US 7515796 B2
A cable assembly comprising a fiber optic cable having a ribbon stack therein, at least one network access location for accessing the ribbon stack, and a bonding fillant for locking an uncut portion of the ribbon stack to the cable at the network access location to prevent ribbon stack translation and rotation at the network access point relative to the tubular component. A method for eliminating optical fiber translation and rotation at a predetermined position within a fiber optic cable comprising providing a cable, forming an access location, filling exposed cable portions with a fillant, flowing the fillant, and curing the fillant to bond a length of the ribbon stack within the cable.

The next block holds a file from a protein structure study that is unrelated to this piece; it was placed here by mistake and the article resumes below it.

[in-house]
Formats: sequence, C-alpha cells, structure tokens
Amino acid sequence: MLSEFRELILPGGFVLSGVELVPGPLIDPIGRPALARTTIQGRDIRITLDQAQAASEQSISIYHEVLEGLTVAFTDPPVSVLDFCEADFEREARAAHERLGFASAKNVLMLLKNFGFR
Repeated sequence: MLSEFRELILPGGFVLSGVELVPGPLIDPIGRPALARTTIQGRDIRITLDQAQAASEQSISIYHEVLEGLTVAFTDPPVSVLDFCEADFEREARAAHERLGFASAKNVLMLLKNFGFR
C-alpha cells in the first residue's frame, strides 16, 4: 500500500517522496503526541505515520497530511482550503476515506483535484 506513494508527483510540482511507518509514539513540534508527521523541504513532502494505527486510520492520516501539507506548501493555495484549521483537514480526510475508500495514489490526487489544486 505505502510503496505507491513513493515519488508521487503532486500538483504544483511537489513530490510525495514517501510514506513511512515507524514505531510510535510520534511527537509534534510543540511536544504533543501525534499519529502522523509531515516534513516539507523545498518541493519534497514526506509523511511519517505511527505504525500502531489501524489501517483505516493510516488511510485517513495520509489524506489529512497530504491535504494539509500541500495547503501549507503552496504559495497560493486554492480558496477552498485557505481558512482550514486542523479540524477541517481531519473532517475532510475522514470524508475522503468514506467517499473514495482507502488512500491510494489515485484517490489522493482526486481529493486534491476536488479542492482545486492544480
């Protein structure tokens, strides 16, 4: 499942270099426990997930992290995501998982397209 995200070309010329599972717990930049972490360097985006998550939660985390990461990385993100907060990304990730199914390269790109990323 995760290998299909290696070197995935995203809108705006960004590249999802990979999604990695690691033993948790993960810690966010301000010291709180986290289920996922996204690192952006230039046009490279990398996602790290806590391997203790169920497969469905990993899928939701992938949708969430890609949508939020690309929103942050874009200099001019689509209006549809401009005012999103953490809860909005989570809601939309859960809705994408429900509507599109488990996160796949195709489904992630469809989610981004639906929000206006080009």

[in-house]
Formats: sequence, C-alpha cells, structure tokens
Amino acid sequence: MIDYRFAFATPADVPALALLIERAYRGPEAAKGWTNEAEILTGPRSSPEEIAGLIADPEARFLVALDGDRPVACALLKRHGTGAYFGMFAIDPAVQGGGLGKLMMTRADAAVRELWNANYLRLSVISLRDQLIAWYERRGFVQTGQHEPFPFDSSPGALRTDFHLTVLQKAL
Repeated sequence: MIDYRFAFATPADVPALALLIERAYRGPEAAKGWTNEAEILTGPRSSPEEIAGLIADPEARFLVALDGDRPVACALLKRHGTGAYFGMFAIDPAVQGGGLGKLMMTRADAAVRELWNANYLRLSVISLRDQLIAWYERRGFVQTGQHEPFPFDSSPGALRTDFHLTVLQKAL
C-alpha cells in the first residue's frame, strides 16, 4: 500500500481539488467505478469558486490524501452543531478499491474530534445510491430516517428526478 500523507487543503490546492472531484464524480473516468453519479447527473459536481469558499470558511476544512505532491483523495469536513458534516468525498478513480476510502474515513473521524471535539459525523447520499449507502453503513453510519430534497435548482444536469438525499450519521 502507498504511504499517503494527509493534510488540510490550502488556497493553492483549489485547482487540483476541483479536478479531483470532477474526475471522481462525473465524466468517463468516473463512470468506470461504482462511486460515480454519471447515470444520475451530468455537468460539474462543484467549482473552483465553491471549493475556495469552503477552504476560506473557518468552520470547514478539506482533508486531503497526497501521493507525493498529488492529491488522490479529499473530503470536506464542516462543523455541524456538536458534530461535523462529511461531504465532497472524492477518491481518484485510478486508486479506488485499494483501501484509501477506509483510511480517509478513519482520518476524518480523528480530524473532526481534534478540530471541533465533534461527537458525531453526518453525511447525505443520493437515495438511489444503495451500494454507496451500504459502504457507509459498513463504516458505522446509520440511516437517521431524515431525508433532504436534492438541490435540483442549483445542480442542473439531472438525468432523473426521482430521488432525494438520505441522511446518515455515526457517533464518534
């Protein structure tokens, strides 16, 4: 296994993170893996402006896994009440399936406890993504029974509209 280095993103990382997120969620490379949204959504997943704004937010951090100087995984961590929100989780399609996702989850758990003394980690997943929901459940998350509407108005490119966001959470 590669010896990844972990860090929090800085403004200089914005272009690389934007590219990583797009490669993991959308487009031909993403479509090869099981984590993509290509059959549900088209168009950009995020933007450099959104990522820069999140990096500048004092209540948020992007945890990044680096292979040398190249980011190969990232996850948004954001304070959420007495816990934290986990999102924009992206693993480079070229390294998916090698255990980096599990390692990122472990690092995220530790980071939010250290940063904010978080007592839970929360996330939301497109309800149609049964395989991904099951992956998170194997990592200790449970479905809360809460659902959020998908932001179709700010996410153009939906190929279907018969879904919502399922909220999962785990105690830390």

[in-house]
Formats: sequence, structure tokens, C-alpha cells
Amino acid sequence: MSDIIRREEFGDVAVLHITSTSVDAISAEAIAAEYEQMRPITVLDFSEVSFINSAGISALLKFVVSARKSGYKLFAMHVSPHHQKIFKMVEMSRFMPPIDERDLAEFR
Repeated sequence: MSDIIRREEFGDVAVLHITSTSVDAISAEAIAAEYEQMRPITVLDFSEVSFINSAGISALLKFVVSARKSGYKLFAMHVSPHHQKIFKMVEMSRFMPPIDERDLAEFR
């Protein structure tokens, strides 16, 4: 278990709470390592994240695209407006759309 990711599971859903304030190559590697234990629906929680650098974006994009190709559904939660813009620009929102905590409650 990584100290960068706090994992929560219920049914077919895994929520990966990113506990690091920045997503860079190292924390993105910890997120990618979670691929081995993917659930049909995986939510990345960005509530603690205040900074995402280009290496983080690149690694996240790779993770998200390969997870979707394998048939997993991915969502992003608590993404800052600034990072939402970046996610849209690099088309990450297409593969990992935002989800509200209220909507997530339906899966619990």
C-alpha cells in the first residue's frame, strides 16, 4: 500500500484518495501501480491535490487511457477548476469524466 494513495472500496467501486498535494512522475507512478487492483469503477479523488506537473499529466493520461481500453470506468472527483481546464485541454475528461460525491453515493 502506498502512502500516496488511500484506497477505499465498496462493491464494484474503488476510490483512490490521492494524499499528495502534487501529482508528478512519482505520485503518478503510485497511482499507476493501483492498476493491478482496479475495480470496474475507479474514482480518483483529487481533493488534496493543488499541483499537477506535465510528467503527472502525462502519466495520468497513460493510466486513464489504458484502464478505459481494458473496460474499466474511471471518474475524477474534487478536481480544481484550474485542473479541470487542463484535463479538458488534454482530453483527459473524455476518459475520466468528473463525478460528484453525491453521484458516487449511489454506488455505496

1. A cable assembly, comprising:
a fiber optic cable including a ribbon stack therein;
at least one network access location positioned along the fiber optic cable at a mid-span location where a portion of the fiber optic cable is removed so as to form a first open end and a second open end at the mid-span location, and at which at least one fiber of the ribbon stack is preterminated at the network access point; and
a coupling fillant at least partially disposed within the fiber optic cable so as to fix the ribbon stack to the fiber optic cable about the network access location to substantially prevent ribbon stack translation and rotation at the network access point relative to the fiber optic cable.
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7. A method for inhibiting optical fiber translation and rotation at a predetermined position within a fiber optic cable, comprising: